I was often intrigued by the combination of impressively well designed logo symbol and poorly chosen typography. Its like dressing up for a party and not choosing the right clothing.
Typography is picture of words. The letterforms work together to transmit a message. The attitude, history and culture of a company, organization or person are conveyed through the font used for the logo. The shape of the letterforms must work well with the logo symbol to create a whole, they need to emphasize and enhance the character and the personality of the logo.
Coming back to the clothing metaphor, the typography will either make the logo a success in time - the right "clothing" will be admired five years from now, or be very trendy, a hit at the moment of launch, but get tacky in time and needed to be changed.
To better understand typography we need to look at a short classification and their main characteristics. When designing a logo its easier to choose an appropriate type class narrow it down and then select your font from there.
Humanist: caligraphic forms
Font samples: Centaur (preview), Verona
Old Style: style of font based on ancient Roman inscriptions, these fonts are generally characterized by low contrast between thick and thin strokes, bracketed serifs, and a left-leaning axis or stress.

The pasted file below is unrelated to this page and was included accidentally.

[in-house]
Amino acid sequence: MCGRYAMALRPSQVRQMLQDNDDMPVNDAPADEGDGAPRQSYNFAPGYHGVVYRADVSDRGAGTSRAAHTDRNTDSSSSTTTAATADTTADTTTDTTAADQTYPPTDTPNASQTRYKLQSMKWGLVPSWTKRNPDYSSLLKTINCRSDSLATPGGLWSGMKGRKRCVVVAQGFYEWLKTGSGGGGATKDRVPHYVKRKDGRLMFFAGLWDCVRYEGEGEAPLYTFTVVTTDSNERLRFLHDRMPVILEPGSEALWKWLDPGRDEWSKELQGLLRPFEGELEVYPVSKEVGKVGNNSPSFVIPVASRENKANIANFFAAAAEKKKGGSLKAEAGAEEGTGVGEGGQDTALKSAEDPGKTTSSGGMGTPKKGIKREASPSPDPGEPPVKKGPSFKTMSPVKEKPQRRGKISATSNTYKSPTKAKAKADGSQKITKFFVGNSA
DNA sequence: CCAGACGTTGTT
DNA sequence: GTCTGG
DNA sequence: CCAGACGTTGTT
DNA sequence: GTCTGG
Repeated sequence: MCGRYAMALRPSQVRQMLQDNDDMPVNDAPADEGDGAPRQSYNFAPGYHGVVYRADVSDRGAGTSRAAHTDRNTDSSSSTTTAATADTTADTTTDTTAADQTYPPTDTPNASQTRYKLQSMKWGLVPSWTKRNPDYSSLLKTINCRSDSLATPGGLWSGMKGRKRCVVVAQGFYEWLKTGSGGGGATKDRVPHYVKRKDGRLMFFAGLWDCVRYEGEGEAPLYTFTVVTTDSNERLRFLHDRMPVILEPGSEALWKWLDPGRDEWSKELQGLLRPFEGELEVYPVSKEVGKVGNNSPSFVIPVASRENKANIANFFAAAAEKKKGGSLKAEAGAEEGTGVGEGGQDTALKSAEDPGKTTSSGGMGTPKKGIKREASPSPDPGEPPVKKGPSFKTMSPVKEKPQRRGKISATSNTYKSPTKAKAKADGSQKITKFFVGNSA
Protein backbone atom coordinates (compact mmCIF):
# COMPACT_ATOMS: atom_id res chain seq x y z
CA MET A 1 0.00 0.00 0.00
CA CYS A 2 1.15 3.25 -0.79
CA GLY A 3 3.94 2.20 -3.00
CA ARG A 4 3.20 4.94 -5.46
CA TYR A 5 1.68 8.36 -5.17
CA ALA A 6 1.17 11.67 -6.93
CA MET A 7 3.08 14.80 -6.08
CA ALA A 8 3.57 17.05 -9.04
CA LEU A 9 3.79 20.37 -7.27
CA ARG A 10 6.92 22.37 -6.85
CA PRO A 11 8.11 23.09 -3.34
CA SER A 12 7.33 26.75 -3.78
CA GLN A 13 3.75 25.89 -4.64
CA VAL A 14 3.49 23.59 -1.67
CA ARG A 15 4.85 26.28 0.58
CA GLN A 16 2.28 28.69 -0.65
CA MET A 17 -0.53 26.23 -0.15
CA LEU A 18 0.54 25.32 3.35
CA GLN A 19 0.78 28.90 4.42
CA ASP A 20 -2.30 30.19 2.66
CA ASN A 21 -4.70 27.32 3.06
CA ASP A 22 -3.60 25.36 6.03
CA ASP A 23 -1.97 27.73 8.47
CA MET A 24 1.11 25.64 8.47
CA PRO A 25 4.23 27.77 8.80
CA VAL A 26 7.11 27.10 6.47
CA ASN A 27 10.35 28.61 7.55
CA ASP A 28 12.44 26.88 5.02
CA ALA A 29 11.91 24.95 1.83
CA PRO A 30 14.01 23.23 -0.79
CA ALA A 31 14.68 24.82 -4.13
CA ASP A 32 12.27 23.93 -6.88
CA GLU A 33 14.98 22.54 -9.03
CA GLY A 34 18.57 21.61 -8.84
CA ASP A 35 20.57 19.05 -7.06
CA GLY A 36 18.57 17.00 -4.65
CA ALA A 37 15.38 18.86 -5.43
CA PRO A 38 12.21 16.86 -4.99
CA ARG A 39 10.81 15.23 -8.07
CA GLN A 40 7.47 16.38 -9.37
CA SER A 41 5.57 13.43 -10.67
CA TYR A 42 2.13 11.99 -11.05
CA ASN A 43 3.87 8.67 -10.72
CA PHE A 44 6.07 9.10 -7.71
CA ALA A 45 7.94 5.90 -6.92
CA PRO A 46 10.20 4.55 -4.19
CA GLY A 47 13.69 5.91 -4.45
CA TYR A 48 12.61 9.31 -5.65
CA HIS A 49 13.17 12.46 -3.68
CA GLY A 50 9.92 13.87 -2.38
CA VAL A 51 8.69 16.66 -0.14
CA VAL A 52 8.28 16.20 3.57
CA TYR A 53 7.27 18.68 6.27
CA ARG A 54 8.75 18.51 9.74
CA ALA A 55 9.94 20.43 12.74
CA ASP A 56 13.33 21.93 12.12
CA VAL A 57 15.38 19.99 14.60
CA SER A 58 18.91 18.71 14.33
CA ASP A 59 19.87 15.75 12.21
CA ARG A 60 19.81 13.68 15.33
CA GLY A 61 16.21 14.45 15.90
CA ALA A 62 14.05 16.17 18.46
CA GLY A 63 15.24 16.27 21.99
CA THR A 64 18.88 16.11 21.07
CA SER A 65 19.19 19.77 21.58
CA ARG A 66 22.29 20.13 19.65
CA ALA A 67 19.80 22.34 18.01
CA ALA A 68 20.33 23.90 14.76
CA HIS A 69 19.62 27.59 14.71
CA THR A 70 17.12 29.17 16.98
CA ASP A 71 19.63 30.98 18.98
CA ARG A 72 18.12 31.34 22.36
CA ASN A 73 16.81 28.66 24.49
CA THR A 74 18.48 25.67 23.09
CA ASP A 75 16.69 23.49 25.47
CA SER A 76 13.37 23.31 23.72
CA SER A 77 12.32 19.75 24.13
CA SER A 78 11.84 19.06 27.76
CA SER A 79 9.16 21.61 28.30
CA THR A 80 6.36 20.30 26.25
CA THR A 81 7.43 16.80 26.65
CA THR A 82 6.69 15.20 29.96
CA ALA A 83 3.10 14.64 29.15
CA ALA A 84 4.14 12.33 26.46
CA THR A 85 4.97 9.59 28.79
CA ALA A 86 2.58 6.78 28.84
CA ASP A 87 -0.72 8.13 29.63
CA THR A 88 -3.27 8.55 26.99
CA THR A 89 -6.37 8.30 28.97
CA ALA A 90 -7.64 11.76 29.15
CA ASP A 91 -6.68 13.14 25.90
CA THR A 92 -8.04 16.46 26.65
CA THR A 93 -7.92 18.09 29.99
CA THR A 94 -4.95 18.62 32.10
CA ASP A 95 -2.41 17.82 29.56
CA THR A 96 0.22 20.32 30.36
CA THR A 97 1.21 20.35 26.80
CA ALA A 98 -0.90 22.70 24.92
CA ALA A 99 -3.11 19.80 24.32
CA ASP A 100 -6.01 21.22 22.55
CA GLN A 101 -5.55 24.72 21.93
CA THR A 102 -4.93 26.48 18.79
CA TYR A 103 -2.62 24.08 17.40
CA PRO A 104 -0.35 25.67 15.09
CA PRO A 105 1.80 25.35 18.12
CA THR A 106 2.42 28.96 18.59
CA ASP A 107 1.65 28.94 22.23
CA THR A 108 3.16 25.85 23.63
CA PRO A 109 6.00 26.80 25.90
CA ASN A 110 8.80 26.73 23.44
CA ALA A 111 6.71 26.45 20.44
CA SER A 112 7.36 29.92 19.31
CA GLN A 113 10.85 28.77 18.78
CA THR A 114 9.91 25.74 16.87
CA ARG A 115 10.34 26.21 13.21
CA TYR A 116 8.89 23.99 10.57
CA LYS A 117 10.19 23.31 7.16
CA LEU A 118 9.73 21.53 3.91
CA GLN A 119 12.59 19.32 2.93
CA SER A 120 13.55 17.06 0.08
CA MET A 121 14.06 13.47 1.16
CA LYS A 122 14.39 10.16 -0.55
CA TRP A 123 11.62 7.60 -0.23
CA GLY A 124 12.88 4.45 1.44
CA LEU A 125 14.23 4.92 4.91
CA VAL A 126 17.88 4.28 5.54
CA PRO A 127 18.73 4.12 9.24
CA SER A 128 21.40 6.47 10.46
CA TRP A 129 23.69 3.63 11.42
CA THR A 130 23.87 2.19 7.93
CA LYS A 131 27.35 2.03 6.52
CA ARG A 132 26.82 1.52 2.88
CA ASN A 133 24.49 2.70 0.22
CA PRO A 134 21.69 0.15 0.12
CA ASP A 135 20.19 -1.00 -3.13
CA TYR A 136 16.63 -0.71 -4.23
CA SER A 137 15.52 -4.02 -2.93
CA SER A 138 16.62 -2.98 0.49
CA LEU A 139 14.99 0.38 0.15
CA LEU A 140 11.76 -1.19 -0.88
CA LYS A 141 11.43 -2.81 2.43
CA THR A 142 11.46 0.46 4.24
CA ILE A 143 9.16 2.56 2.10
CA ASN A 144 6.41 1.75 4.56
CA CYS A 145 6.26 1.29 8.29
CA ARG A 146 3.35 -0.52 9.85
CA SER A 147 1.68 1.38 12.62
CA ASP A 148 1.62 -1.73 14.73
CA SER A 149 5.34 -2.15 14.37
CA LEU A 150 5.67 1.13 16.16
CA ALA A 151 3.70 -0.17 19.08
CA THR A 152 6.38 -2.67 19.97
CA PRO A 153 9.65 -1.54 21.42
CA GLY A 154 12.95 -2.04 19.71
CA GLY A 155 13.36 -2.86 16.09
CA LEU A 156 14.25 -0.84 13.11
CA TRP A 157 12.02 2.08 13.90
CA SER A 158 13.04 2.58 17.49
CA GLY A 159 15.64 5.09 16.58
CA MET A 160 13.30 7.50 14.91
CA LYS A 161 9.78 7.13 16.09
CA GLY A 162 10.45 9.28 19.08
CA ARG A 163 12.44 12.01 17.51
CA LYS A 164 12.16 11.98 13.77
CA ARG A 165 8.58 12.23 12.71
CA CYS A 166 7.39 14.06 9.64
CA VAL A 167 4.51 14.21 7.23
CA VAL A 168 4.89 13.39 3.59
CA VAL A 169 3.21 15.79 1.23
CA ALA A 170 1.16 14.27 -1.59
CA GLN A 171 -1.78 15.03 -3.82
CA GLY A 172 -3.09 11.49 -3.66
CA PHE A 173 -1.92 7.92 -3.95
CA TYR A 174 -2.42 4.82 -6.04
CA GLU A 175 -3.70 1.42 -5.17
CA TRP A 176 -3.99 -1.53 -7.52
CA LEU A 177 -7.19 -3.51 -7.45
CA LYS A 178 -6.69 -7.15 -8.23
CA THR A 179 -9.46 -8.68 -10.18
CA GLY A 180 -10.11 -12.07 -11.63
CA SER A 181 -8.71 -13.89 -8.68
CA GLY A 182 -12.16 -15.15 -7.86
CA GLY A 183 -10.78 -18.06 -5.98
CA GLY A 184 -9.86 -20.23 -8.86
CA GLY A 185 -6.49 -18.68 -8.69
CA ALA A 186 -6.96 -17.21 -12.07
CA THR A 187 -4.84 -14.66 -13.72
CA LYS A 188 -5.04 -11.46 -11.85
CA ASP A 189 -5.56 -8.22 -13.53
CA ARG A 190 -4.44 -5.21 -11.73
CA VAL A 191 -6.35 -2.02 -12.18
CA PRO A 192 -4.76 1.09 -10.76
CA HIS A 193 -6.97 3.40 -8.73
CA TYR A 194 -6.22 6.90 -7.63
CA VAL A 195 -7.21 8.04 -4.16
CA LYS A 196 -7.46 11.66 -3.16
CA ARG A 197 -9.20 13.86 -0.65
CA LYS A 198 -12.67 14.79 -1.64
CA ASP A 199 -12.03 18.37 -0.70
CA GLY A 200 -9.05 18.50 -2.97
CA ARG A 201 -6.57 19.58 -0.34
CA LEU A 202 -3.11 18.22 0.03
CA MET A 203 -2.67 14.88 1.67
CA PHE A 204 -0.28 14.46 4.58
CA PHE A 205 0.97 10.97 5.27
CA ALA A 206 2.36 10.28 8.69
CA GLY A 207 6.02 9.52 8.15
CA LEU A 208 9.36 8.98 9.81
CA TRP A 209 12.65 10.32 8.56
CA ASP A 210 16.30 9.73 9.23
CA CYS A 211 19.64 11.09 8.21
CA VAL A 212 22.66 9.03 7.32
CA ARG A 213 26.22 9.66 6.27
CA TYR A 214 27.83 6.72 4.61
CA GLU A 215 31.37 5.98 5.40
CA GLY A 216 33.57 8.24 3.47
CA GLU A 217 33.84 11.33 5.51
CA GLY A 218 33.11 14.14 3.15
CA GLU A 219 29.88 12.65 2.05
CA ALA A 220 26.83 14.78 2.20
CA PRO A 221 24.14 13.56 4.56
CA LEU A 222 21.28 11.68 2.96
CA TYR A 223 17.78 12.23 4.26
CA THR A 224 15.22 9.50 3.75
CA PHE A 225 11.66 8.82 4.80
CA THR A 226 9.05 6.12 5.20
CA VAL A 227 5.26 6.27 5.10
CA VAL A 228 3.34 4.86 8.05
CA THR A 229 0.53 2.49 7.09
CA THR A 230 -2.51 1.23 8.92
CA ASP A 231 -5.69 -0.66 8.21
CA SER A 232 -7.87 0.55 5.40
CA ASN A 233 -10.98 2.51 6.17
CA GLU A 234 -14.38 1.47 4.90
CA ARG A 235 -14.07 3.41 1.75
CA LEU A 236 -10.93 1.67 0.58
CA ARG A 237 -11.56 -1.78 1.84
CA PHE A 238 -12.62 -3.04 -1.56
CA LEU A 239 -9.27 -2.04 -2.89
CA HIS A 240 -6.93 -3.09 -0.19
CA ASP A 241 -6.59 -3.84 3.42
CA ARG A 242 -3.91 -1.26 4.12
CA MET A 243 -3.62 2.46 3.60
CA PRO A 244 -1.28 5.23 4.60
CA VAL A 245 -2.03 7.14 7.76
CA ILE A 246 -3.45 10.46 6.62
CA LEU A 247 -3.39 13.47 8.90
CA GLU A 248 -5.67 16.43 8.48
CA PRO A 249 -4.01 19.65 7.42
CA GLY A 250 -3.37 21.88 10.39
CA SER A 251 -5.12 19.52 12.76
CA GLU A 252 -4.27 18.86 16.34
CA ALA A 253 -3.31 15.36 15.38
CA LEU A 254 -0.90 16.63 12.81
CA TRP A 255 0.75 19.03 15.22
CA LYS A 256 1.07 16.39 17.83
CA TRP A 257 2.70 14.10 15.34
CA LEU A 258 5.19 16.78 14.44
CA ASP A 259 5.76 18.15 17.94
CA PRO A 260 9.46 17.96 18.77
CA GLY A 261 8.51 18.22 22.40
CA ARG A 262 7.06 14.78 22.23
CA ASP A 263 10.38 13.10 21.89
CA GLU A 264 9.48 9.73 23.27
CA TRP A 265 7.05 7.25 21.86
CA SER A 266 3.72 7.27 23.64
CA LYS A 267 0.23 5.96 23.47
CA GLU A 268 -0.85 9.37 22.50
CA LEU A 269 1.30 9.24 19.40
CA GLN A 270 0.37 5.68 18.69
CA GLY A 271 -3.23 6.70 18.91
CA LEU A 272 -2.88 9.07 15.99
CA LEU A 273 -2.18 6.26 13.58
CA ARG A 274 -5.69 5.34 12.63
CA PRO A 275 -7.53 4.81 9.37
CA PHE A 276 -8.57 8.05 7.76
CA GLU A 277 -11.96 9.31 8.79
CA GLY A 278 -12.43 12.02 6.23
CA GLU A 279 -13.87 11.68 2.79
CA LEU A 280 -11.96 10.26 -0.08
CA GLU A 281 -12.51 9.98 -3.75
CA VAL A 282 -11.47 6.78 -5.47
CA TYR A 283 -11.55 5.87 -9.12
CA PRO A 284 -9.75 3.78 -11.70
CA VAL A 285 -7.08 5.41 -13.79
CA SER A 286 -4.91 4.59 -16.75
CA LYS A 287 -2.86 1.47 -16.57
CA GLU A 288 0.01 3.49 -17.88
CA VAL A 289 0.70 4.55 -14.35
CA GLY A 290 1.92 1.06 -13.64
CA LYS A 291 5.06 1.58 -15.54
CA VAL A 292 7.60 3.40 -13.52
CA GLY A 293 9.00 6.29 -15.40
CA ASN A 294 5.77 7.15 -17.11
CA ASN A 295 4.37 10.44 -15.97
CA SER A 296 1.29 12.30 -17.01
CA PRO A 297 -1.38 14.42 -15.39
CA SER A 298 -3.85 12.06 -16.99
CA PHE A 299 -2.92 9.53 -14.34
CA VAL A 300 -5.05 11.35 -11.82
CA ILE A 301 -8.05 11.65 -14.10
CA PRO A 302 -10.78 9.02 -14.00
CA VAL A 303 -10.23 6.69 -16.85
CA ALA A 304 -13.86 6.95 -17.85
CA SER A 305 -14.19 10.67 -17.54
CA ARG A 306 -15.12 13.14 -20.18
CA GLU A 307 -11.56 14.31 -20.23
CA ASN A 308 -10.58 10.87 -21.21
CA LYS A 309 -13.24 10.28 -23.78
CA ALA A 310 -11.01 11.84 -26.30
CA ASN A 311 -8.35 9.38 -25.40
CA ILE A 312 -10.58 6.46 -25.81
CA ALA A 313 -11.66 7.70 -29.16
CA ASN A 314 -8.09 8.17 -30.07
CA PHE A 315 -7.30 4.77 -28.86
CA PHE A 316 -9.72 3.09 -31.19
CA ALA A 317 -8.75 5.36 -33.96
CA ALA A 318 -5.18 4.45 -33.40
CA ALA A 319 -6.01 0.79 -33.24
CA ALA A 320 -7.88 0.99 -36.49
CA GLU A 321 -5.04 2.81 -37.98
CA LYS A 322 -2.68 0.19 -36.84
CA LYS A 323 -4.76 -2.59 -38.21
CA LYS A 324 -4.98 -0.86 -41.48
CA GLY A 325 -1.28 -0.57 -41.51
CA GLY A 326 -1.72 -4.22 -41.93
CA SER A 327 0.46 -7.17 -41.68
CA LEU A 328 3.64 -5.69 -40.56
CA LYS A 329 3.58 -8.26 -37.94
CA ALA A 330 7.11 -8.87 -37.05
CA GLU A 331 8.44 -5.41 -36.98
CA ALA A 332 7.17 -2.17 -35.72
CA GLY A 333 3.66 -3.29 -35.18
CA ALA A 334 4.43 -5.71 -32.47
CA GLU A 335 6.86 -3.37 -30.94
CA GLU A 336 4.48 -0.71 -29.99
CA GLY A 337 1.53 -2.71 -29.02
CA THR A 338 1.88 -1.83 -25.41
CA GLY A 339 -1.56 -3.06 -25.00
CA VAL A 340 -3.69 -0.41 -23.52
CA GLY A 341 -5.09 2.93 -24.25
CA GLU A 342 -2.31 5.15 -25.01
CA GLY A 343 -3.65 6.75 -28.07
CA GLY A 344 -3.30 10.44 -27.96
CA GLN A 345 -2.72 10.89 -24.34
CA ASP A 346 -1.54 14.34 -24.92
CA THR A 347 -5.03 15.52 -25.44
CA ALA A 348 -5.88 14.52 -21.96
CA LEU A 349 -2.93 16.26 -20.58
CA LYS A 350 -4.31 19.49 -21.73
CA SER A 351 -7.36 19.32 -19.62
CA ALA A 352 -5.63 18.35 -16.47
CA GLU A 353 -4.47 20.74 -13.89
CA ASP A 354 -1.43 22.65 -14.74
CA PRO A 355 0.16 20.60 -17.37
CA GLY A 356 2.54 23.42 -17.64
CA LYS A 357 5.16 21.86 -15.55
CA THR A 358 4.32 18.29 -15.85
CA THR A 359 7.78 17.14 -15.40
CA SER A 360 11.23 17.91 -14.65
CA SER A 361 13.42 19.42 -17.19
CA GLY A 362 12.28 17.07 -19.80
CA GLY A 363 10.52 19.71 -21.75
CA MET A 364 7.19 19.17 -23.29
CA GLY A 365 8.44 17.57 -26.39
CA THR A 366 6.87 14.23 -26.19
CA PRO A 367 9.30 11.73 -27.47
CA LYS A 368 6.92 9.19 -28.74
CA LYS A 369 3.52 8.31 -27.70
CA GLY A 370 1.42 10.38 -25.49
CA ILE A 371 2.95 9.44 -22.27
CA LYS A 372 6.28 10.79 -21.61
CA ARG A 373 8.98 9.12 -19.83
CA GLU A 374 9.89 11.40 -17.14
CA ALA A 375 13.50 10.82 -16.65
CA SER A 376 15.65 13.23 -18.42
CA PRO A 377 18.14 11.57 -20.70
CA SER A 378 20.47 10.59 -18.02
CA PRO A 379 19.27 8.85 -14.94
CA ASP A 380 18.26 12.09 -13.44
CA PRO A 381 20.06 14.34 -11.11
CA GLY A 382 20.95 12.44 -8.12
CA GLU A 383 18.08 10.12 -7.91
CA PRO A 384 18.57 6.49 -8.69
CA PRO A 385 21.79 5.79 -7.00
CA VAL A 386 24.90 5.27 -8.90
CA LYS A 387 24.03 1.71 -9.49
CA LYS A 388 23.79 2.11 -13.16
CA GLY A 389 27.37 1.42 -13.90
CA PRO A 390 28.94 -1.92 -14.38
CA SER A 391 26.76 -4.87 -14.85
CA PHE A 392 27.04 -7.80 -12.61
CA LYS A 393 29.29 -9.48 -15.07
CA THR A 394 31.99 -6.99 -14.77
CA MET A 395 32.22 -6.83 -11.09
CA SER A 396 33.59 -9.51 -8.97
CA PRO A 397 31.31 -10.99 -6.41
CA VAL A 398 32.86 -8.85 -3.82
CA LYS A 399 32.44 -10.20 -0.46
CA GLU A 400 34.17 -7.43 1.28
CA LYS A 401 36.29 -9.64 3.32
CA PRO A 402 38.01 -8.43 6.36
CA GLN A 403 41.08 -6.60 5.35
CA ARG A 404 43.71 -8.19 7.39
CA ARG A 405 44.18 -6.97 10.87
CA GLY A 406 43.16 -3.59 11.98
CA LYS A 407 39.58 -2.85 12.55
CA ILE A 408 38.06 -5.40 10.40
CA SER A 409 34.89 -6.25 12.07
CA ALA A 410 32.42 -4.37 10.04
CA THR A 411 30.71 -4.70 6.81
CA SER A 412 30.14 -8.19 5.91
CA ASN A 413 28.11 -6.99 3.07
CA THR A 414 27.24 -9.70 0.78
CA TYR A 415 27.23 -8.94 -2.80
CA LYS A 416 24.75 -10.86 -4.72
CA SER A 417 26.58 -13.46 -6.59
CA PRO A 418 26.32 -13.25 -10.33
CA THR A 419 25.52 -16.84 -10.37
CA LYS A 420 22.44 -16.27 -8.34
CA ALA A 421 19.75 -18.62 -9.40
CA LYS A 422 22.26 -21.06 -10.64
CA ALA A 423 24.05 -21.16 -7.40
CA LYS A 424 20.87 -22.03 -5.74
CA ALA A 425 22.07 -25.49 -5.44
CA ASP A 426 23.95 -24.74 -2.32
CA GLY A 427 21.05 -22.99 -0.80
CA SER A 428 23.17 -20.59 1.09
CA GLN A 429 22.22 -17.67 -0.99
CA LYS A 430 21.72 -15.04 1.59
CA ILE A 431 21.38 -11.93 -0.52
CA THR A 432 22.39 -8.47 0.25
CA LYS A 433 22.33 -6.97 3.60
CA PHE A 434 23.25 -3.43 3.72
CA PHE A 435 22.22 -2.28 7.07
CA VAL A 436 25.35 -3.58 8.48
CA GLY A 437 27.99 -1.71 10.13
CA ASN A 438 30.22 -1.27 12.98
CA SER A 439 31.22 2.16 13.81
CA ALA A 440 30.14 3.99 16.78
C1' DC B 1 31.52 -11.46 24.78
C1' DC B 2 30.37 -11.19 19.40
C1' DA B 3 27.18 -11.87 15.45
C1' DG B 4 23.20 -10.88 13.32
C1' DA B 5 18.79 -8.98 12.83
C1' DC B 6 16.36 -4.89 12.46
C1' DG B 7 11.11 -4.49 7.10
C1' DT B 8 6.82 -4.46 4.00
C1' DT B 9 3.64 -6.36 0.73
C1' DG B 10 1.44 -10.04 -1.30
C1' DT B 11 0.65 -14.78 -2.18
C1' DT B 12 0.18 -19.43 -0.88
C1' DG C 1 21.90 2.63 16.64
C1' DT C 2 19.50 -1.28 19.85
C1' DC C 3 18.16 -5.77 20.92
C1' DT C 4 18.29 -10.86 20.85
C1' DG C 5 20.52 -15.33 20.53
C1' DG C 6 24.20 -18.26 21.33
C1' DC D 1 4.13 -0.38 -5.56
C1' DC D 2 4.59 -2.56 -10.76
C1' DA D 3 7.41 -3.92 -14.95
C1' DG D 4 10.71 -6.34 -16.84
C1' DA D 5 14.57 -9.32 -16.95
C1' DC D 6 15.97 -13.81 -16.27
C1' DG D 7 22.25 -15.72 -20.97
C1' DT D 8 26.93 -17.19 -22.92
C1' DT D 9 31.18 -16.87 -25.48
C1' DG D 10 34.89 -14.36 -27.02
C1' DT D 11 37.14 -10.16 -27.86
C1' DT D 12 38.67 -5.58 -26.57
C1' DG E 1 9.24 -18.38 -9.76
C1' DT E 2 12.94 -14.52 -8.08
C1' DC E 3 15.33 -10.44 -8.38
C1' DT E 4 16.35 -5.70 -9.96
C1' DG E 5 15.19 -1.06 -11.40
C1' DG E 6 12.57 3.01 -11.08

Font samples: Garamond, Goudy Oldstyle, Century Oldstyle, Palatino, Sabon, Caslon (preview)
Transitional: proportional refinement, medium contrast between thick and thin strokes, less left-inclined stress than earlier Old Style faces
Font samples: Baskerville, Fournier, Bell (preview)
Modern: heavy contrast
Font samples: Bodoni, Modern, Walbaum (preview)
Slab Serif: heavy square-ended serifs
Font samples: Rockwell (preview), Memphis, Clarendon
Lineale or Sans Serif: without serifs
Font samples: Arial, Helvetica, Verdana, Futura, Univers (preview), Franklin Gothic
Font samples: Palace Script, Young Baroque (preview)
Digital: digital forms
Font samples: Oakland, Isonorm (preview), Modula